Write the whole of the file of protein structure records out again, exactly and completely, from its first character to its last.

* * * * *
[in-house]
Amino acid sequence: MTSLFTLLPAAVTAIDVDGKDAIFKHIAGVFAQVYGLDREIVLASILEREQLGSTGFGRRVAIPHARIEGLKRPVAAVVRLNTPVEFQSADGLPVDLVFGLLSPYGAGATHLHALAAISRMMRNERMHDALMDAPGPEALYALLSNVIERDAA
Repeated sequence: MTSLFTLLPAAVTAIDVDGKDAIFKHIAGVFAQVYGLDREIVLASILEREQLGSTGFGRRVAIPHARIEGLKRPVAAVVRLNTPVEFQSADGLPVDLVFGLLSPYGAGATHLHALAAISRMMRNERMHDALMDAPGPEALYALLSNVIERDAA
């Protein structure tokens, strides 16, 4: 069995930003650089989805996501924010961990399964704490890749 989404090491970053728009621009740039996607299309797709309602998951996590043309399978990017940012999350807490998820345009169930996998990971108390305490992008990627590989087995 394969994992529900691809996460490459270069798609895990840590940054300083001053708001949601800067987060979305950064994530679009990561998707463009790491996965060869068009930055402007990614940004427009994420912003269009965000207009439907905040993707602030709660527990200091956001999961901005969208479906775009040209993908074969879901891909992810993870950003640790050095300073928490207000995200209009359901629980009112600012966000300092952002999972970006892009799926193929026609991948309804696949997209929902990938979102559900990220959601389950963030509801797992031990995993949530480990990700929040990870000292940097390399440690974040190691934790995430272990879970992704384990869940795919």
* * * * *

[in-house]
Amino acid sequence: MTSLFTLLPAAVTAIDVDGKDAIFKHIAGVFAQVYGLDREIVLASILEREQLGSTGFGRRVAIPHARIEGLKRPVAAVVRLNTPVEFQSADGLPVDLVFGLLSPYGAGATHLHALAAISRMMRNERMHDALMDAPGPEALYALLSNVIERDAA
Repeated sequence: MTSLFTLLPAAVTAIDVDGKDAIFKHIAGVFAQVYGLDREIVLASILEREQLGSTGFGRRVAIPHARIEGLKRPVAAVVRLNTPVEFQSADGLPVDLVFGLLSPYGAGATHLHALAAISRMMRNERMHDALMDAPGPEALYALLSNVIERDAA
């Protein structure tokens, strides 16, 4: 069995930003650089989805996501924010961990399964704490890749 989404090491970053728009621009740039996607299309797709309602998951996590043309399978990017940012999350807490998820345009169930996998990971108390305490992008990627590989087995 394969994992529900691809996460490459270069798609895990840590940054300083001053708001949601800067987060979305950064994530679009990561998707463009790491996965060869068009930055402007990614940004427009994420912003269009965000207009439907905040993707602030709660527990200091956001999961901005969208479906775009040209993908074969879901891909992810993870950003640790050095300073928490207000995200209009359901629980009112600012966000300092952002999972970006892009799926193929026609991948309804696949997209929902990938979102559900990220959601389950963030509801797992031990995993949530480990990700929040990870000292940097390399440690974040190691934790995430272990879970992704384990869940795919």